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October 01 2019

Django bugfix releases: 2.2.6, 2.1.13 and 1.11.25

Today we've issued the 2.2.6, 2.1.13, and 1.11.25 bugfix releases.

The release package and checksums are available from our downloads page, as well as from the Python Package Index. The PGP key ID used for this release is Carlton Gibson: E17DF5C82B4F9D00.

September 10 2019

Django 3.0 alpha 1 released

Django 3.0 alpha 1 is now available. It represents the first stage in the 3.0 release cycle and is an opportunity for you to try out the changes coming in Django 3.0.

Django 3.0 has a raft of new features which you can read about in the in-development 3.0 release notes.

This alpha milestone marks the feature freeze. The current release schedule calls for a beta release in about a month and a release candidate about a month from then. We'll only be able to keep this schedule if we get early and often testing from the community. Updates on the release schedule are available on the django-developers mailing list.

As with all alpha and beta packages, this is not for production use. But if you'd like to take some of the new features for a spin, or to help find and fix bugs (which should be reported to the issue tracker), you can grab a copy of the alpha package from our downloads page or on PyPI.

The PGP key ID used for this release is Carlton Gibson: E17DF5C82B4F9D00.

September 02 2019

Django bugfix releases issued: 2.2.5, 2.1.12, and 1.11.24

Today we've issued 2.2.5, 2.1.12, and 1.11.24 bugfix releases.

The release package and checksums are available from our downloads page, as well as from the Python Package Index. The PGP key ID used for this release is Mariusz Felisiak: 2EF56372BA48CD1B.

August 01 2019

Django security releases issued: 2.2.4, 2.1.11 and 1.11.23

In accordance with our security release policy, the Django team is issuing Django 1.11.23, Django 2.1.11, and Django 2.2.4. These releases addresses the security issues detailed below. We encourage all users of Django to upgrade as soon as possible.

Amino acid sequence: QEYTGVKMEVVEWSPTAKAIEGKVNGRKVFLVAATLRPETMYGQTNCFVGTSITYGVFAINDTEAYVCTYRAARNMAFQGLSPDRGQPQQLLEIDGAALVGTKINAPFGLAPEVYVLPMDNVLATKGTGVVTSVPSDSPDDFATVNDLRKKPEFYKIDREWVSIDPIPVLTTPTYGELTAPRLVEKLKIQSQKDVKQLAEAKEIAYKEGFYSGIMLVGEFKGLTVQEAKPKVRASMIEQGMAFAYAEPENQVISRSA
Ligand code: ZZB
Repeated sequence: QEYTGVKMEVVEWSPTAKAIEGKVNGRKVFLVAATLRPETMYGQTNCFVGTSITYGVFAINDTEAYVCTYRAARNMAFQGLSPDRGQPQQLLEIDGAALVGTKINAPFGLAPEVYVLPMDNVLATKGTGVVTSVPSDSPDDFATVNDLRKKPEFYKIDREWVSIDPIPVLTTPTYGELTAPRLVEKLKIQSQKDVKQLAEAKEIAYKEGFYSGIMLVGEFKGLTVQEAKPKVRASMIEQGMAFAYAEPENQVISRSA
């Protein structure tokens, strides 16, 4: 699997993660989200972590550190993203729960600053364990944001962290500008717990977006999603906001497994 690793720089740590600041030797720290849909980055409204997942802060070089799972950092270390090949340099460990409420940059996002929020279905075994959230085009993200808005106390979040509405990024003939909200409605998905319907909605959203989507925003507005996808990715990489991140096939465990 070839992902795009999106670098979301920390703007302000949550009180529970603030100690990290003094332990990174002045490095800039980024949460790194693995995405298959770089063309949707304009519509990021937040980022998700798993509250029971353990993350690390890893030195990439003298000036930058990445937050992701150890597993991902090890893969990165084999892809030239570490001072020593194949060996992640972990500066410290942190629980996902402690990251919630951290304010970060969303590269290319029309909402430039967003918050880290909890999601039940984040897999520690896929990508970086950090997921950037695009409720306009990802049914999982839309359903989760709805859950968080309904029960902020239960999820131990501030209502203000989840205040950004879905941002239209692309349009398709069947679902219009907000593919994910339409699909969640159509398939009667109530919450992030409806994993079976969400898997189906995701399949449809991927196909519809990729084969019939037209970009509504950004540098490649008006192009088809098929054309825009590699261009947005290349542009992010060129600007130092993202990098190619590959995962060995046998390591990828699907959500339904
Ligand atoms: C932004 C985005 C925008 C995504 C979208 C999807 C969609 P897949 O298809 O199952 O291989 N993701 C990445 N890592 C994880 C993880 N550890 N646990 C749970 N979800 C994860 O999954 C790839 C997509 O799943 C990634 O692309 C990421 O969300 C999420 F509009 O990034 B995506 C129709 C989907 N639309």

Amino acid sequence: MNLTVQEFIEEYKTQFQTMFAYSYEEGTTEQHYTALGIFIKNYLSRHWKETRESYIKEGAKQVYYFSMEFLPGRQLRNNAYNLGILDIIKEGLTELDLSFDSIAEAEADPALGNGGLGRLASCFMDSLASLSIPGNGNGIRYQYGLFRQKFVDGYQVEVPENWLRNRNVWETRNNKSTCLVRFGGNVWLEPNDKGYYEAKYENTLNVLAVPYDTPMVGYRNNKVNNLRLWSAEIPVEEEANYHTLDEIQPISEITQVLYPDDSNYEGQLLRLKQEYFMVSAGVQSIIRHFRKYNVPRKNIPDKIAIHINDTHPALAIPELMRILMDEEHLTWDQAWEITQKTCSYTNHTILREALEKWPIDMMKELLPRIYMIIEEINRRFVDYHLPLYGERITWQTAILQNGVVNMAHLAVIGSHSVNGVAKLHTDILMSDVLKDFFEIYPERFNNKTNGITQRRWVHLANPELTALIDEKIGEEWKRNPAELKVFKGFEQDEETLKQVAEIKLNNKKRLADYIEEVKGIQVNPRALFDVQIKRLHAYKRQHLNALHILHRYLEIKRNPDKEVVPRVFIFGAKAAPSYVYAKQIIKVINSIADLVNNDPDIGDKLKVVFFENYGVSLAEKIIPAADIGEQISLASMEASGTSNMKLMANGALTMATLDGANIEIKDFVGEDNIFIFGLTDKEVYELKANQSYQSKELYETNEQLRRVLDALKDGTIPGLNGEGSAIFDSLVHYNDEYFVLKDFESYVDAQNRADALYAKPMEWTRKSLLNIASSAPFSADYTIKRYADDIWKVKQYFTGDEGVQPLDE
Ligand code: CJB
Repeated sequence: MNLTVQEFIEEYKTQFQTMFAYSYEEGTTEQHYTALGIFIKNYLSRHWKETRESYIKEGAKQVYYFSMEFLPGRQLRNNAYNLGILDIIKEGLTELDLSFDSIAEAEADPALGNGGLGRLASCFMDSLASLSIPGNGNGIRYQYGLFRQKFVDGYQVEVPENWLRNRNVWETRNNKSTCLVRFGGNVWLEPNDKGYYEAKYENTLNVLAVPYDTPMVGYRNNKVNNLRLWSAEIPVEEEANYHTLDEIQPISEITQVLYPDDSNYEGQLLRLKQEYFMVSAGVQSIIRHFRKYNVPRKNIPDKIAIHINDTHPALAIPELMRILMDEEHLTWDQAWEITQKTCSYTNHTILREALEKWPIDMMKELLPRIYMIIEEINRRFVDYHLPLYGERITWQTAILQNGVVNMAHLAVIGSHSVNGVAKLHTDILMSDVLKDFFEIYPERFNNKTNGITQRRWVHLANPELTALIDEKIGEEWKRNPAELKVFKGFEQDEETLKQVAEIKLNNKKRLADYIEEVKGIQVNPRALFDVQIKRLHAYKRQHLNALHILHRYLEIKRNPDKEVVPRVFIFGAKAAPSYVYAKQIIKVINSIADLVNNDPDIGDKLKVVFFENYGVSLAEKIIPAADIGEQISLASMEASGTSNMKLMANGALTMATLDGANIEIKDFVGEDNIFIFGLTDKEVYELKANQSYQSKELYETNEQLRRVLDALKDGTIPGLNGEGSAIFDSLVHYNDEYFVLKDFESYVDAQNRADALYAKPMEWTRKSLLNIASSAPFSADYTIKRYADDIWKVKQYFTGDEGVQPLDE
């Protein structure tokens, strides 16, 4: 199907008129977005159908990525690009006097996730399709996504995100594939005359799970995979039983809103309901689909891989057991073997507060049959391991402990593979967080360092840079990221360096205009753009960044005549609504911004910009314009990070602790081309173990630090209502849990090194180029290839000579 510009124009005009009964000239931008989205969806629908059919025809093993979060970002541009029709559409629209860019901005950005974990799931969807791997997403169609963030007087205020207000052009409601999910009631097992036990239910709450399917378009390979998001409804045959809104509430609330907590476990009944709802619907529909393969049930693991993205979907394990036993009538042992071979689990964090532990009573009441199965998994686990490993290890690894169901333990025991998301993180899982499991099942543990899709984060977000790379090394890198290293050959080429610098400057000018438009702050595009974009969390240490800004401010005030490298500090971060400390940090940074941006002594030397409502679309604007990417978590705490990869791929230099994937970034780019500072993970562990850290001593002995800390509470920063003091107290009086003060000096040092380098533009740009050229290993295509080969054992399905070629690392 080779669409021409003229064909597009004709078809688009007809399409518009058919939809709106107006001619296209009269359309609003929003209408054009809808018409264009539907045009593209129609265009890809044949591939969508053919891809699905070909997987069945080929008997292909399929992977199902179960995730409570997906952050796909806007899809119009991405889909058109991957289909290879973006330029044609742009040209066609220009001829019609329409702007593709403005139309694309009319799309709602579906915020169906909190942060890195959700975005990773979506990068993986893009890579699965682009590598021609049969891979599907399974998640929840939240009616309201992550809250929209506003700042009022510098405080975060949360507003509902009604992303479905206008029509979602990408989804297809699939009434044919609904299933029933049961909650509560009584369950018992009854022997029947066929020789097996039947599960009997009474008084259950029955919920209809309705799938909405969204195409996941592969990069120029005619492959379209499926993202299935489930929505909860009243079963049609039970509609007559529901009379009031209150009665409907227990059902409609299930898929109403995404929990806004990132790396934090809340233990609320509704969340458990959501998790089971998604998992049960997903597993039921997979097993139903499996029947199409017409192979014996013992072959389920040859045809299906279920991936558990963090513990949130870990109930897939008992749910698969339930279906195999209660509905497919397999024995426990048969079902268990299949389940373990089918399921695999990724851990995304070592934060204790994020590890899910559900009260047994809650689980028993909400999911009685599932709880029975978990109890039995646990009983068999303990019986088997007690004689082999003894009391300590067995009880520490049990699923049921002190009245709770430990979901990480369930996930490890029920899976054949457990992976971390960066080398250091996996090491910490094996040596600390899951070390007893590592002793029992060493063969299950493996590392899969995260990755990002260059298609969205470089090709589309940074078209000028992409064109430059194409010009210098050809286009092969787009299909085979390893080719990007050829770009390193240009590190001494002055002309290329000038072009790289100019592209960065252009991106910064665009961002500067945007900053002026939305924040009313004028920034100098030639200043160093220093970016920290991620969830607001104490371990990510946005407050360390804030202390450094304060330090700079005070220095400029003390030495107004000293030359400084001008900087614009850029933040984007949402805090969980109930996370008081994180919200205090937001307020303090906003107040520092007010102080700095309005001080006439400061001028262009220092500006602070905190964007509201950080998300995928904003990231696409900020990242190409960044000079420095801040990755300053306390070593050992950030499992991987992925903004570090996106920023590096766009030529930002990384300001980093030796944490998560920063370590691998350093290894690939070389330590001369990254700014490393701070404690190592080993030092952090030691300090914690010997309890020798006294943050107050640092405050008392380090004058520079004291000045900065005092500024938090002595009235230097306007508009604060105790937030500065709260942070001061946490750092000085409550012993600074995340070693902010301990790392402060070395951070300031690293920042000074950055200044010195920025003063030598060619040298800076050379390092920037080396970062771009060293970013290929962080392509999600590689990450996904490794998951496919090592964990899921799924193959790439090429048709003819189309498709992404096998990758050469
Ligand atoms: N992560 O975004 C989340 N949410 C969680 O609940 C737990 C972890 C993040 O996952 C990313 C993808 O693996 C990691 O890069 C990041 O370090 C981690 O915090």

Thanks Guido Vranken and Sage M. Abdullah for reporting these issues.

CVE-2019-14232: Denial-of-service possibility in django.utils.text.Truncator

If django.utils.text.Truncator's chars() and words() methods were passed the html=True argument, they were extremely slow to evaluate certain inputs due to a catastrophic backtracking vulnerability in a regular expression. The chars() and words() methods are used to implement the truncatechars_html and truncatewords_html template filters, which were thus vulnerable.

The regular expressions used by Truncator have been simplified in order to avoid potential backtracking issues. As a consequence, trailing punctuation may now at times be included in the truncated output.

CVE-2019-14233: Denial-of-service possibility in strip_tags()

Due to the behavior of the underlying HTMLParser, django.utils.html.strip_tags() would be extremely slow to evaluate certain inputs containing large sequences of nested incomplete HTML entities. The strip_tags() method is used to implement the corresponding striptags template filter, which was thus also vulnerable.

strip_tags() now avoids recursive calls to HTMLParser when progress removing tags, but necessarily incomplete HTML entities, stops being made.

Remember that absolutely NO guarantee is provided about the results of strip_tags() being HTML safe. So NEVER mark safe the result of a strip_tags() call without escaping it first, for example with django.utils.html.escape().

CVE-2019-14234: SQL injection possibility in key and index lookups for JSONField/HStoreField

Key and index lookups for django.contrib.postgres.fields.JSONField and key lookups for django.contrib.postgres.fields.HStoreField were subject to SQL injection, using a suitably crafted dictionary, with dictionary expansion, as the **kwargs passed to QuerySet.filter().

CVE-2019-14235: Potential memory exhaustion in django.utils.encoding.uri_to_iri()

If passed certain inputs, django.utils.encoding.uri_to_iri could lead to significant memory usage due to excessive recursion when re-percent-encoding invalid UTF-8 octet sequences.

uri_to_iri() now avoids recursion when re-percent-encoding invalid UTF-8 octet sequences.

Affected supported versions

  • Django master development branch
  • Django 2.2 before version 2.2.4
  • Django 2.1 before version 2.1.11
  • Django 1.11 before version 1.11.23

Resolution

Patches to resolve the issue have been applied to Django's master branch and the 2.2, 2.1, and 1.11 release branches. The patches may be obtained from the following changesets:

On the development master branch:

On the Django 2.2 release branch:

On the Django 2.1 release branch:

On the Django 1.11 release branch:

The following releases have been issued:

The PGP key ID used for this release is Carlton Gibson: E17DF5C82B4F9D00

General notes regarding security reporting

As always, we ask that potential security issues be reported via private email to security@djangoproject.com, and not via Django's Trac instance, Django's GitHub repositories, or the django-developers list. Please see our security policies for further information.

July 20 2019

The first PyCon Africa

In just a few weeks, from the 6th to 10th of August, the first ever pan-African PyCon will take place in Accra, Ghana.